What Happens During a Contested Divorce?
Of course, the preferred outcome during a divorce is that it is uncontested and both parties are in agreement as to how many assets will go to whom as well as who gains custody of any children. However, this is not always possible, and a contested divorce is the result instead. Plain and simple, a contested divorce is when two parties cannot agree on how to divide marital assets or any other decisions of custody or alimony. We’ve outlined the divorce process for you.
How Long Does It Take?
A contested divorce will take about 12 months, four times longer as an average uncontested divorce. This time period will vary quite a bit depending on how many aspects of it are uncontested. Note that even a single relatively minor thing that is not agreed upon will cause the case to become a contested one even if the two parties agree on the vast majority of the issues. However, in this case, it should take a much shorter time period to complete than would be the case if disagreements occur with a majority of the things that need to be ruled upon.
Court hearings will need to be scheduled and the judge will likely schedule mediation to encourage an agreement between the parties. Depending on how many hearings are necessary to resolve disputes will add to the length of proceedings.
The initial step is the deliverance of the summons for a dissolution of marriage. This needs to be done by a process server. Typically, it’s done by a Deputy Sheriff who is 18 or older, and it must be given to the spouse or somebody he or she lives with or has authorized to legally accept his or her papers. This will hopefully be a short step in the process, but it can sometimes take weeks to complete if a current address is not known for your spouse.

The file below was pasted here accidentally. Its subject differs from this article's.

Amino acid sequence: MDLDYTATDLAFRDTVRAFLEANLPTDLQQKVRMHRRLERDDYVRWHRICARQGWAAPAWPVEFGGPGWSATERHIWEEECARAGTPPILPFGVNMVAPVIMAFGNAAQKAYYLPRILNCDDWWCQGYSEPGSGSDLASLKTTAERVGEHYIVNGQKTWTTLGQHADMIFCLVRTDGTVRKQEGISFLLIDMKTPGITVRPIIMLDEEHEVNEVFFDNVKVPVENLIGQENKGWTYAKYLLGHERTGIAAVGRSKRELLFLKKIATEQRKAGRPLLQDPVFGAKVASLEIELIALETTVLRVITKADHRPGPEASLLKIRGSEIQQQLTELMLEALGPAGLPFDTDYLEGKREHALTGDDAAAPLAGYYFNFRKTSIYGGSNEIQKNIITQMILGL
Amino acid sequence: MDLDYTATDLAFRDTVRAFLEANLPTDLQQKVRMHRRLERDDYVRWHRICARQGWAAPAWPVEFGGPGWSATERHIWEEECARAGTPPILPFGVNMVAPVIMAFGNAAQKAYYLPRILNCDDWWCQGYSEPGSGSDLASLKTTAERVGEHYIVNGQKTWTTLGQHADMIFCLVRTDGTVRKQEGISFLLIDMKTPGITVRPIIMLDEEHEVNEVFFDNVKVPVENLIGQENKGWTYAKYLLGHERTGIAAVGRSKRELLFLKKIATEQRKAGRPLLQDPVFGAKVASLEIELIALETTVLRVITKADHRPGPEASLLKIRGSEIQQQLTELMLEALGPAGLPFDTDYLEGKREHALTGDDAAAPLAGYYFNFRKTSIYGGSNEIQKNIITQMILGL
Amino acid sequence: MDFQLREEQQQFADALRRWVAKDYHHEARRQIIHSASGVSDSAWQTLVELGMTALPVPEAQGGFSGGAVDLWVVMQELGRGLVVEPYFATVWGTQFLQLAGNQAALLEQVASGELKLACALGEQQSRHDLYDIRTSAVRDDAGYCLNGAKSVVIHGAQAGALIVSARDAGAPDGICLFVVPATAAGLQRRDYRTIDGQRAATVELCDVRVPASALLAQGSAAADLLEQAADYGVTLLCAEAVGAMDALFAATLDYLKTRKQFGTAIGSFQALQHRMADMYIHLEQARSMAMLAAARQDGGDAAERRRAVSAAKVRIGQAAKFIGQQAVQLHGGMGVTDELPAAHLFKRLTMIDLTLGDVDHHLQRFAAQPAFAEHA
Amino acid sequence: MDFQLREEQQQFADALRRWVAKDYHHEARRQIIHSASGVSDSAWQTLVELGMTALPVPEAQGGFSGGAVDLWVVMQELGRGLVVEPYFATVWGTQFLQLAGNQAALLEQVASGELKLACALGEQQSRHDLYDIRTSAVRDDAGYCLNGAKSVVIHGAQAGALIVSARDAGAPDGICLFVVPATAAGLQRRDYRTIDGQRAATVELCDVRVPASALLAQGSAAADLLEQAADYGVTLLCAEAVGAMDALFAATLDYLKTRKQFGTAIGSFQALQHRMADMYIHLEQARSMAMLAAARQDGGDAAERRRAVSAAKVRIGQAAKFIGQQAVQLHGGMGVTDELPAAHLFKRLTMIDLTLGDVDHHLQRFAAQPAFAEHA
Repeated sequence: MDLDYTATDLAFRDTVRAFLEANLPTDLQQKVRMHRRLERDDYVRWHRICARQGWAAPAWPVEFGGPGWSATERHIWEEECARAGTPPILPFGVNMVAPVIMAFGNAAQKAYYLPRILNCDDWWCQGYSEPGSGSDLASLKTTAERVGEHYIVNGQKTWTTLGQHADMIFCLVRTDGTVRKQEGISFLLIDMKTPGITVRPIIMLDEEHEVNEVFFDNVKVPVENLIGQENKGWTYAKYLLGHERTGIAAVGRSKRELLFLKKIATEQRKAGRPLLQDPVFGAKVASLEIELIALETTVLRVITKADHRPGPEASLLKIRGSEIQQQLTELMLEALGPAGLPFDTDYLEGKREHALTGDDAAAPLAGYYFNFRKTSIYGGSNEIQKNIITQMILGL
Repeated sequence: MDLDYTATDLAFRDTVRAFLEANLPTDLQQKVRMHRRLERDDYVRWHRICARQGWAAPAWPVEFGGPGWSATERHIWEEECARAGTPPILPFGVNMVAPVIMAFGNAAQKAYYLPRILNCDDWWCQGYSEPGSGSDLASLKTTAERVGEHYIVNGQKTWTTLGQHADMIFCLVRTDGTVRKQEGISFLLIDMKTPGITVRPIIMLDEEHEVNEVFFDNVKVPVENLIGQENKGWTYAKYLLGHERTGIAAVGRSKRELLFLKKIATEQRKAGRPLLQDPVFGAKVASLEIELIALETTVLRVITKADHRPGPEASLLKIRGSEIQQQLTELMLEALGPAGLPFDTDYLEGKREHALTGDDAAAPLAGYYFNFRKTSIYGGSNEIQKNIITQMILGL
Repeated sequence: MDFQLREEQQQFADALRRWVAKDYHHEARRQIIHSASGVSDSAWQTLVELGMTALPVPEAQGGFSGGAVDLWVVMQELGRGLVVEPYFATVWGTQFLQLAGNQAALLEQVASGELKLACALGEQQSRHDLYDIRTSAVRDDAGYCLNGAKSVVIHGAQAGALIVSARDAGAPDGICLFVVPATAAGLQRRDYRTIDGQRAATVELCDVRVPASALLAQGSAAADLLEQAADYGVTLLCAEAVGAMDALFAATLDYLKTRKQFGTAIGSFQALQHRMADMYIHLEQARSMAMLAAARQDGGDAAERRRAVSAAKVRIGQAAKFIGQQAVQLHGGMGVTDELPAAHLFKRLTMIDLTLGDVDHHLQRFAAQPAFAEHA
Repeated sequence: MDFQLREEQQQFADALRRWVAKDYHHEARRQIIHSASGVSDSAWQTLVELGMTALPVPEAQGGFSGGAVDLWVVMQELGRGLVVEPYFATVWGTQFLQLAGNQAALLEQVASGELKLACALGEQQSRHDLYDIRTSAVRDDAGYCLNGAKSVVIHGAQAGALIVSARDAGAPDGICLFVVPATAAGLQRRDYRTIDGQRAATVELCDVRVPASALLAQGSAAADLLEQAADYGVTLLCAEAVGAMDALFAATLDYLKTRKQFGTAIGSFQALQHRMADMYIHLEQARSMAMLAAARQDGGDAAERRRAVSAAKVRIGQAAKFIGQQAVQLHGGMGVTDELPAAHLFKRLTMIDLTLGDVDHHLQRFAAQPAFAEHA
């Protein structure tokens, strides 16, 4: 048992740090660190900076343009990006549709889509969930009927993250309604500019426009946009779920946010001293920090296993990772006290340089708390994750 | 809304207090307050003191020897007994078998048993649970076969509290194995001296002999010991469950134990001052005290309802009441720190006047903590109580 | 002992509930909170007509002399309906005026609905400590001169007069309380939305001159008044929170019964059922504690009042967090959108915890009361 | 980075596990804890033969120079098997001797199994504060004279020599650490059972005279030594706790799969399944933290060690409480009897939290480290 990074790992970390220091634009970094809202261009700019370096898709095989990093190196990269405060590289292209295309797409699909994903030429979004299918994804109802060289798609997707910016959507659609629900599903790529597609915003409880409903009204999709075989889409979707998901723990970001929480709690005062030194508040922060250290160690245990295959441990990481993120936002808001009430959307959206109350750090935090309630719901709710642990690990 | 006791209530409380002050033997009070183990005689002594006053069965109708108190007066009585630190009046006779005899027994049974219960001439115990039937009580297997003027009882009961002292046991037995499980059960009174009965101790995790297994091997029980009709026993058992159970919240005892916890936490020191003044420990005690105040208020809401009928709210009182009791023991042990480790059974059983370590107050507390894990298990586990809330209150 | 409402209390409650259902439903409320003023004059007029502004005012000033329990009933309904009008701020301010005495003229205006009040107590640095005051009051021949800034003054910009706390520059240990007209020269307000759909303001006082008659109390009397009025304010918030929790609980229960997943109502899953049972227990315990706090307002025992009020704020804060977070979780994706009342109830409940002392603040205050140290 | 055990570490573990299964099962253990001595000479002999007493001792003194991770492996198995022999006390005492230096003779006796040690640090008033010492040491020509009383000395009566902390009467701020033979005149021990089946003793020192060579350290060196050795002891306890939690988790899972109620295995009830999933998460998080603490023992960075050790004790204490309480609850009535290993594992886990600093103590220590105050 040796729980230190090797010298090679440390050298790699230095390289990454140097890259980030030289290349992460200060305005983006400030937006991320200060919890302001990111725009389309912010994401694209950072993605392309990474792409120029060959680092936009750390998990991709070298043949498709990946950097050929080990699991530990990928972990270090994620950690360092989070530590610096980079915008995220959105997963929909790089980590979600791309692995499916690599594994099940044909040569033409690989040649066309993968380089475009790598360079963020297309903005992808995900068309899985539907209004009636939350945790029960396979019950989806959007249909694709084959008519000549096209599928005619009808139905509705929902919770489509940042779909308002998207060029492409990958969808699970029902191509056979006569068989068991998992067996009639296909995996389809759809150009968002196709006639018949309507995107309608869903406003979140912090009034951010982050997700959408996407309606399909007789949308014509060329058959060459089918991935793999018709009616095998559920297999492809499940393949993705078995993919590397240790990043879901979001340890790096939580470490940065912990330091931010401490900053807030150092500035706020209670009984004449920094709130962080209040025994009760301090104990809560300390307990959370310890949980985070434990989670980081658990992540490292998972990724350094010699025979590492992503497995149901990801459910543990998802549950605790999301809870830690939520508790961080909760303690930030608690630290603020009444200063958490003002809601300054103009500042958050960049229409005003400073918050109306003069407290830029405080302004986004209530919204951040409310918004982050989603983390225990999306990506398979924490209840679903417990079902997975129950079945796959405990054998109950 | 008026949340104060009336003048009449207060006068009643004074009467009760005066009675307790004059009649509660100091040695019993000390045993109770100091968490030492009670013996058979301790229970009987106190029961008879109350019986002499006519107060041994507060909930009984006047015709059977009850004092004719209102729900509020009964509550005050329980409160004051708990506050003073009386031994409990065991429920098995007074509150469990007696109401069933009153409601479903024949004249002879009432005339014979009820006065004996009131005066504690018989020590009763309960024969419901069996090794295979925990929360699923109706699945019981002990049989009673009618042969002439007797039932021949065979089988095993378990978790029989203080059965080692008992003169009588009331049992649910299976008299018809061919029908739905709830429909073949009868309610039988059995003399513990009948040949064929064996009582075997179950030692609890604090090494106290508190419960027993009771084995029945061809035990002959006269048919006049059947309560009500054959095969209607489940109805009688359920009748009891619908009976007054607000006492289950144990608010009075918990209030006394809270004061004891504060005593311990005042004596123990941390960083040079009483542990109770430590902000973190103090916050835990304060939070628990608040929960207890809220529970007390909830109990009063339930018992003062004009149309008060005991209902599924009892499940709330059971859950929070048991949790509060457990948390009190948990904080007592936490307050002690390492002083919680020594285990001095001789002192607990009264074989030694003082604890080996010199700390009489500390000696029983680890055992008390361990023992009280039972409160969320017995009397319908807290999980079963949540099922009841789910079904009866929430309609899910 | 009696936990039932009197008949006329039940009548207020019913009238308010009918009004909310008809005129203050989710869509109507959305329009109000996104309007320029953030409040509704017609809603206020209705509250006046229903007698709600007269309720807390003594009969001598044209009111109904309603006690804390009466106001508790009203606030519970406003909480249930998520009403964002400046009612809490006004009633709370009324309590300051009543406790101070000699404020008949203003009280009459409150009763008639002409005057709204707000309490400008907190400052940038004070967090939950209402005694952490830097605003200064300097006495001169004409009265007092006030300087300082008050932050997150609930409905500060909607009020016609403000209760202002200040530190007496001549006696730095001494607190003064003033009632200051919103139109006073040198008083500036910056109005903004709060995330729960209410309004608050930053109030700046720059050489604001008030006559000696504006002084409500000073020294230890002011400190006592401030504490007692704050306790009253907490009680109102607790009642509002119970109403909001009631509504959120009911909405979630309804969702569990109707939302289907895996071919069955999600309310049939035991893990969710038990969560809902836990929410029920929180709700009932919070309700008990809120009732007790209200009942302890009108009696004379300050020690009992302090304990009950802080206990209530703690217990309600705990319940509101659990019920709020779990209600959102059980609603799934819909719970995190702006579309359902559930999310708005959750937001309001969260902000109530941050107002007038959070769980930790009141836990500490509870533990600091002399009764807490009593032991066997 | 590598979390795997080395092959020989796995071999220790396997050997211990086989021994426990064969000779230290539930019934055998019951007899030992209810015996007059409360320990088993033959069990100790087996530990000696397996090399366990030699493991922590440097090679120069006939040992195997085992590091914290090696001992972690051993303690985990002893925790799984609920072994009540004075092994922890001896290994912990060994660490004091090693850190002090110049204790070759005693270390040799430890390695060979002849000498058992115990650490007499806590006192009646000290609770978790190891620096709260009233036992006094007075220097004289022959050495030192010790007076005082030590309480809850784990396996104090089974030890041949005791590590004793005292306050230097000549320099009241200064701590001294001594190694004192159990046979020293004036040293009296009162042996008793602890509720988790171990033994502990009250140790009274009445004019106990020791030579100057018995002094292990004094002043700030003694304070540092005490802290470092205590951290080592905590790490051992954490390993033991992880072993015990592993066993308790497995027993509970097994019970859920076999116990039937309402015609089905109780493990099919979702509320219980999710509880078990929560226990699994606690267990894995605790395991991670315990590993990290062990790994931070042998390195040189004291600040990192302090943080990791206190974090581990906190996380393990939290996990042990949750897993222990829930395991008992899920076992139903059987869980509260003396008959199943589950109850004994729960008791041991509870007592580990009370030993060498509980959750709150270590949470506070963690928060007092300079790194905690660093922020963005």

The recipient will then have 20 days to respond with an answer or a counter-petition although this can be extended for a variety of reasons.
Releasing of Financial Documents
Both parties will then need to release financial information such as bank statements, paycheck stubs, tax returns and information related to things like stocks, bonds, retirement accounts and property owned. See our checklist of financial documents. This step will usually take a few months, but that can vary a bit depending on how prepared you are and things like how adversarial the case is and how much money is being discussed.
Florida requires mediation in all divorces which are scheduled for trial. A judge will order mediation as an attempt for the parties to find a resolution to their disputes. Both parties will attend the mediation with their respective divorce mediation attorneys. An independent mediation will listen to both sides and have a list of items that need to be resolved. The mediation will work with all parties to reach a resolution for some, if not all, of the issues so that a trial can be avoided. However, sometimes mediation will not result in an agreement, and divorce court is necessary.
The trial itself usually ranges in length from a few hours to a couple of weeks. If necessary, divorce court will involve witness testimony and evidence discussion. However, the preparation for divorce court often takes several months and tends to add a bit of cost, but sometimes this extra step is necessary for a variety of reasons.
Depositions sometimes take place in advance of a trial, especially if the facts of the case are in doubt. When depositions occur, that usually indicates that the length of time needed to complete the process will be extended.
I Need Help
If you think your divorce is heading to divorce court and you are in need of an experienced contested divorce attorney, contact Eric C. Cheshire for a consultation. Attorney Cheshire has been helping individuals navigate the divorce process for almost 30 years. Cheshire Family Law proudly serves clients in the West Palm Beach and surrounding areas. Fill out our form to request a divorce consultation